Bluelines are back on the roads and the Delhi government believes they will now follow rules. So is it back to square one? The government says no, Blueline buses would be phased out as promised.
The idea is to corporatise private bus transport in the city so bus operators are accountable. The decision, however, comes 15 years too late — after many precious lives have been lost to the killer Blueline buses.
“We will phase them out as we have said. Only corporate houses or cooperatives with minimum 100 buses will be allowed to operate,” Delhi’s Transport Minister Haroon Yusuf said.
Experts say the problem lies with the government’s ad-hoc attitude towards finding a solution to Delhi’s public transport problems. “Like its earlier measures, the move to allow corporate houses or cooperatives to run bus services too is a knee-jerk reaction. No operator in Delhi has 100 buses, as required in the expression of interest brought out by government,” said SP Singh of Indian Foundation of Transport Research and Training.
Geetam Tiwari of IIT Delhi’s Transport Research and Injury Prevention Programme said the government only needs to improve the Delhi Transport Corporation for better public transport in the city. “The government is not serious about public transport. There is no problem with DTC but the government does not want to invest in infrastructure,” she said.
The root cause
Experts say the whole way government had gone for privatisation has been wrong. Back in 1992, the government had introduced the private Redline bus service, called so due to their colour scheme, to supplement DTC services. However, instead of allowing firms or partnerships to operate buses, the permits were granted to individuals with a view to provide livelihood to more people. Redline buses came to be known as killer buses as their involvement in fatal accidents increased.
“The policy of giving permits as a source of employment was flawed, it is not like running a shop. Most permit holders were unable to operate bus services. The government had its own agenda in setting up vote banks and many permits went to the graduate, freedom fighter and other quotas,” Singh said.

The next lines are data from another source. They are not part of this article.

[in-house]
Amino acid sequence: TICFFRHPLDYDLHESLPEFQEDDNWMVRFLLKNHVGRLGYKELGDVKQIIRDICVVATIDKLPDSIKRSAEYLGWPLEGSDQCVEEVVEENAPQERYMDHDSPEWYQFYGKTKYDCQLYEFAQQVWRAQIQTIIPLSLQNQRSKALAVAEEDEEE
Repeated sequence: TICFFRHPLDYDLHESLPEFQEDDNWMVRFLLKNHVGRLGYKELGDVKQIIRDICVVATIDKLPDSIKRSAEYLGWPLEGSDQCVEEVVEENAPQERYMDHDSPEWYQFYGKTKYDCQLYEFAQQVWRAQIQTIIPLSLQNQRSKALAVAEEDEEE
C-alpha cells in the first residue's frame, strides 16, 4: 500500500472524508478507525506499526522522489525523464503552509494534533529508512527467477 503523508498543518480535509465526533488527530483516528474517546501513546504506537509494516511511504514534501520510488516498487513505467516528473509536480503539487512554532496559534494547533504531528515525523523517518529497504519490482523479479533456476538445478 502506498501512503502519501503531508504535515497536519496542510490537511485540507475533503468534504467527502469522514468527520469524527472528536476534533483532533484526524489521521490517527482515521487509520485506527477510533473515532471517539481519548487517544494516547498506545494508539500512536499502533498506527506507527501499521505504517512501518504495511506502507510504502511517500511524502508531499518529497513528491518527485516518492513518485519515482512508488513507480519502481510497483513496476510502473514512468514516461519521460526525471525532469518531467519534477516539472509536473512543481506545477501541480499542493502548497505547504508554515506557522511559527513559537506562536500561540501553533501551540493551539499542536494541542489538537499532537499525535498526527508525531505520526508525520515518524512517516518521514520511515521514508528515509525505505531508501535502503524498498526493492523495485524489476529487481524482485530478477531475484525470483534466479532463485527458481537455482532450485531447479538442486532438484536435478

“Most buses are not run by original permit holders, which comprise at least 30 per cent women. Many that are sold are bought up by kith and kin of politicians and policemen,” said a senior Transport Department official on condition of anonymity
He said operators pay a fixed daily amount of Rs 2-4,000 to permit holders to run the buses. “They pay minimum wages to drivers and that is why you have untrained drivers and uncouth conductors. They do not spend on maintenance either,” he said.
As operators run buses to earn as much as they can, drivers are instructed to carry as many passengers as possible. “That is why they flout the carrying capacity, overspeed and race on the roads,” he said.
Reining them in
“The existing rules and norms are sufficient to tame Blueline buses if they are enforced properly,” said Anil Sood of NGO Chetna. “Most buses run illegally and are protected by politicians and bureaucrats. Even court orders are not implemented,” he said.”
The Supreme Court had issued a series of guidelines to ensure road safety in 1997, including installation of speed governors, speed limit of 40 kmph, buses to run in assigned lane and halt only at bus stops. The violations entail suspension/cancellation of permit and impounding of vehicle.
The Transport Department has not made it mandatory for blueline drivers to undergo a day’s training on a simulator at two designated centres, including the Automobile Association of Upper India (AAUI).